The secret to having a career that leaves you poor and under-appreciated...
Last night I went to an art show here in San Francisco.
The artist, who shall go unnamed, was showing a diverse array of work. She had really intricate paintings of people she knew, animals, and these kind of creepy headless people in formal wear.
It was all extremely well done. A couple of the pieces were so realistic that I thought they must have been photos.
After checking out her work, I went up and introduced myself. We started talking shop (about the tools she used, the art market right now, etc.). It turns out, she’s really been struggling with her sales.
I was a bit surprised. Her work was tremendous. Beautiful.
But she said that she was lucky to get a postcard sold every now and then.
I went up and looked at a couple of her pieces on the wall and glanced at the prices. They were only about $100.
Aha! We had found the problem.
She was charging too little.
You see, in areas that people don’t know much about, they use price as a signal of quality.
If you’re going in for surgery, which surgeon would you trust more: the one that normally charges $1,000 for your operation or one that charges $30,000? Probably the $30,000 one. Why? Because you assume they’re better—otherwise they wouldn’t be able to charge that price.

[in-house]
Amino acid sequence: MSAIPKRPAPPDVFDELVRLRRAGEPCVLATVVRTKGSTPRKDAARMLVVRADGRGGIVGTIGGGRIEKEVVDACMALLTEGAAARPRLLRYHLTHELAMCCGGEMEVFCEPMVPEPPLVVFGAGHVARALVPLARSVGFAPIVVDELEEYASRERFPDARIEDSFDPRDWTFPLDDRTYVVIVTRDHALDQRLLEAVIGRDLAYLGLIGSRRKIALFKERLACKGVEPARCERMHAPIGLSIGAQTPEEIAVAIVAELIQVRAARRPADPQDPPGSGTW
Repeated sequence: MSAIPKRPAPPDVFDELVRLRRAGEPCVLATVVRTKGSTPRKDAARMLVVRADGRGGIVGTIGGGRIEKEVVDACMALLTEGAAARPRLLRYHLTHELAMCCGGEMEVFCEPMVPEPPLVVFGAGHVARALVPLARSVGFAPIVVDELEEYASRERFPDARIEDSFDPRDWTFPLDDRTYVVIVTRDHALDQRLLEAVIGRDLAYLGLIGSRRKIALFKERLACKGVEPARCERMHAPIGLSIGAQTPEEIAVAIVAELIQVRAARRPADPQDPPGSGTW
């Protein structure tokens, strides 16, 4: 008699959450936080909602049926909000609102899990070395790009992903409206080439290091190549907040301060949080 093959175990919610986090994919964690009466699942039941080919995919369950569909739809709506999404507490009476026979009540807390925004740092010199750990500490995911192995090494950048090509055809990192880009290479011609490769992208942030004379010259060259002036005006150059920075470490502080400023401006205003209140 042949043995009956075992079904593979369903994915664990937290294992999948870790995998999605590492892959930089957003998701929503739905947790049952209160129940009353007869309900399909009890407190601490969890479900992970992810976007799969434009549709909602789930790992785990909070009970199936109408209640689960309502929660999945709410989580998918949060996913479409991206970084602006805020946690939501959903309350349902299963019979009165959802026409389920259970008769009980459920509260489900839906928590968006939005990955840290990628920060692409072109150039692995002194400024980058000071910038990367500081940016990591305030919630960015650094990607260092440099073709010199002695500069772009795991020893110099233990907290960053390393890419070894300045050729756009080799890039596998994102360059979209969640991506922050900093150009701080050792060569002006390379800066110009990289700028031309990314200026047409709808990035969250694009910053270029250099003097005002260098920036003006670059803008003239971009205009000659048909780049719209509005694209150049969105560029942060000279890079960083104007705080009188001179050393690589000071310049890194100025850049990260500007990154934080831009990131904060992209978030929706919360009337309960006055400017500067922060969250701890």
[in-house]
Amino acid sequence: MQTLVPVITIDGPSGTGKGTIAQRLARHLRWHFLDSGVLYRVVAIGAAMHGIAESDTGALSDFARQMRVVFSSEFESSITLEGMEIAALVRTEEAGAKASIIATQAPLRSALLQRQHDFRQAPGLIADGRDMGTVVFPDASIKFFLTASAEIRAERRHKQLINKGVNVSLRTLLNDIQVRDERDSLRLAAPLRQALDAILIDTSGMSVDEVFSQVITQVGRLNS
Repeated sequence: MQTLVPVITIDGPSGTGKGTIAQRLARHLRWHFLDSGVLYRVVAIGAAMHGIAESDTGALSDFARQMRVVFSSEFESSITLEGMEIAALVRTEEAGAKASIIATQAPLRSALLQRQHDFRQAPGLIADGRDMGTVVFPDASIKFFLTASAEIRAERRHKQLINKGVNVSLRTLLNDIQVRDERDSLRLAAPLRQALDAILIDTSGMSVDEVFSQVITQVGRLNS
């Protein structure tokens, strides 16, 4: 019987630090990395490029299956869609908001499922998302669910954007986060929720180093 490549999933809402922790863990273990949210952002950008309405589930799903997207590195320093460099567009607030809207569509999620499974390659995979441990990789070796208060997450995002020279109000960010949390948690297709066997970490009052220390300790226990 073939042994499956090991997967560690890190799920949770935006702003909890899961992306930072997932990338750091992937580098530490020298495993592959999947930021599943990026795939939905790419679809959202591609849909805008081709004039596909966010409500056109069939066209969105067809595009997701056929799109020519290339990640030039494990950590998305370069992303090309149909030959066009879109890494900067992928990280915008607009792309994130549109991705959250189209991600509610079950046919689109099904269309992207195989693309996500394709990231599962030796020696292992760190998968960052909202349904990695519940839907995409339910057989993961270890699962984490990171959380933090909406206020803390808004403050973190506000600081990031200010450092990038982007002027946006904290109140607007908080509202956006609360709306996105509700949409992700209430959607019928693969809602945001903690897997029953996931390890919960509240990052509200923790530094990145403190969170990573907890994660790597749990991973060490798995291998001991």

Which bottle of wine do you assume is better? The $20 one or the $300 one? Probably the $300 one. It must be $300 for a reason…
The artist from last night was charging so little for such good pieces of work that people must have, on some level, assumed that they weren’t all that good. They must have looked for things wrong with the work instead of just appreciating the amazing skill that went into each piece.
I must admit that I became a bit less enthusiastic in her work after I saw her prices. “Hmmmmm, are these even real paintings? Maybe she just used Photoshop to create these painting-looking things… they’re probably not even hand-drawn!”.
But, no, she was the real deal.
This just goes to show the power of price.
Don’t undersell yourself. Charge what you think you’re worth—or above... especially if you’re the type of person that struggles with self-criticism. You’re probably better than you think you are.